Deceptive Practices

Uncharted 3: Drake's Deception is a far, far more fitting title than I would have thought. Something has gone terribly wrong in Naughty Dog's pulpy cinematic series.
Author: Sam Bishop
Published: November 6, 2011
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It can make the multiplayer experience incredibly frustrating; a non-stop sequence of spawning and dying at the hands of people who know every little nook and cranny of these levels. If you can put in the hard hours, you'll eventually start to catch up, but be prepared for maddening stretches of pain and frustration; the game's matchmaking has no qualms putting a level six or seven player up against one in their 50s, 60s or higher. Yes, really. And no, it's not fun. At all.

So here we come to the final verdict. A game that should have been the closest thing to an interactive Hollywood blockbuster instead end up playing like a shoddy knock-off of it predecessors. The single-player features far too many gunfights that are a chore on easier levels and seemingly impossible on harder ones, melee combat that is far too involved to be useful during firefights (at least on harder difficulties) and a forced, terribly implemented set of stealth levels that collapse into -- you guessed it -- more gunfights. Coupled with controls that seem to fight you the entire way, what was supposed to be a jaw-dropping, pulpy thrill ride instead ends up being the worst single-player experience in the series. The multiplayer options do help prop things up, but they require their own time investment.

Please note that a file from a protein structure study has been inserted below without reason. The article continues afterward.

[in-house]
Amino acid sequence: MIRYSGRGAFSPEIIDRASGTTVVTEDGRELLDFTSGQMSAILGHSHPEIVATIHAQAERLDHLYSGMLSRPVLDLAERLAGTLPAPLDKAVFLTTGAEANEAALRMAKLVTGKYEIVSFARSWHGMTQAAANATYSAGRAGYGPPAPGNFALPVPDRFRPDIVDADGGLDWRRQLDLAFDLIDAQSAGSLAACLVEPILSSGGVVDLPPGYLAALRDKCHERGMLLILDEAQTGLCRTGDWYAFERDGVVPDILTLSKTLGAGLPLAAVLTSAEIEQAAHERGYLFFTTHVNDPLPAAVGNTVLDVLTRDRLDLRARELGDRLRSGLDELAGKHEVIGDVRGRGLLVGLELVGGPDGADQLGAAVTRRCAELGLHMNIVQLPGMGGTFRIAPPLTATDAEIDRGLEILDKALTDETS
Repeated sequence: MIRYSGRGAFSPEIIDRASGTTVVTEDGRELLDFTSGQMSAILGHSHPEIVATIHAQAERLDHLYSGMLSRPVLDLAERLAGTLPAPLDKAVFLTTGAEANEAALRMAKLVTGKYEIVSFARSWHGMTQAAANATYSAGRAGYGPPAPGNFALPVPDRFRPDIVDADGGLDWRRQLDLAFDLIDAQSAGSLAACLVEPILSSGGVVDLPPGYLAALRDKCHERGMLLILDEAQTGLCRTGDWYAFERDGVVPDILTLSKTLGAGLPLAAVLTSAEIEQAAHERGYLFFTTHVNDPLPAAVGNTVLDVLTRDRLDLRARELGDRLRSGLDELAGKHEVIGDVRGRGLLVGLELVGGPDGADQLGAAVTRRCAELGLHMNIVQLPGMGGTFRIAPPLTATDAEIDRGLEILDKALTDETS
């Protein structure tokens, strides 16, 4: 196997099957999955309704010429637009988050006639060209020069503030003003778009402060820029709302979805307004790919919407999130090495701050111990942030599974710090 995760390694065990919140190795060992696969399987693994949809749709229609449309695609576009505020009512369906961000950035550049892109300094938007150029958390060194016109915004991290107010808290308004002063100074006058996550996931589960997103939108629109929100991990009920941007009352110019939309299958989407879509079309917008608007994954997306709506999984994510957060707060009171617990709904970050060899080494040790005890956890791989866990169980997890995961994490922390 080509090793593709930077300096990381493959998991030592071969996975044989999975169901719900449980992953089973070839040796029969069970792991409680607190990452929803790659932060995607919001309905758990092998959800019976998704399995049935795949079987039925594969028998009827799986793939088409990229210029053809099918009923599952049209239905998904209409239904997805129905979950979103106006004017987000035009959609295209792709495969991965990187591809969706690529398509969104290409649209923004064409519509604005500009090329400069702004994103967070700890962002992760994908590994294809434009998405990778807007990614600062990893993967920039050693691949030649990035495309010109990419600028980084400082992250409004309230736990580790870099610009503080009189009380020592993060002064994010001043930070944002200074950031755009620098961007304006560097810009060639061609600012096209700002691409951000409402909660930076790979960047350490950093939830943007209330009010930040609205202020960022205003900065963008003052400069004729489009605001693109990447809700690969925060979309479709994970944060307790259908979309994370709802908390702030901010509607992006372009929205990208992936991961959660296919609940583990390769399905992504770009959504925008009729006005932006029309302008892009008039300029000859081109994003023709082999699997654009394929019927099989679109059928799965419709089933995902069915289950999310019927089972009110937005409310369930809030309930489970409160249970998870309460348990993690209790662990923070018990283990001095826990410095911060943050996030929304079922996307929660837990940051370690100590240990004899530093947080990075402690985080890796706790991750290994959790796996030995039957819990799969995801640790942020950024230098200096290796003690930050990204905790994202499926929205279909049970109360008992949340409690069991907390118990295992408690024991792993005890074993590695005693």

The problem is that when Uncharted 3 hits its high points, they're so much higher than almost anything you're likely to have played before that I can't help but recommend that people check out the game at least once. Just play it on an easy difficulty level, dabble in the online (and yes, there's a pass, so renting or buying used is out unless you want to drop a few more bucks for access) and see how it feels. Those chasing a Platinum (as I did successfully with the first two games, but absolutely will not do for this one) will find nothing but pain and suffering in Nathan Drake's latest outing.
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The Verdict

Were Uncharted 3 any other game, if it didn't hit with dizzying highs to offset the abysmal lows, it would be infinitely skippable. Instead, compelling (but difficult) multiplayer and enough "wow" moments mean it's worth seeing, but not owning.


Completely and utterly mind-blowing. This is, hands-down, the best-looking game on the PlayStation 3, and likely the best looking game ever made.


Again, absolutely flawless in its execution. Greg Edmonson's score is so rousing that it's impossible not to get caught up in the game's cutscenes and showpiece moments.


I wish I knew what went wrong, but it went really wrong. Aiming is a chore, platforming feels clunkier and the whole experience is just clumsy and bumbling to the point where I wonder how the same people could have made this game as the last two.


The single-player experience this time out is painfully flawed, overly familiar and yet still manages to pack enough awe-inspiring moments that it's worth witnessing at least once. That's impressive.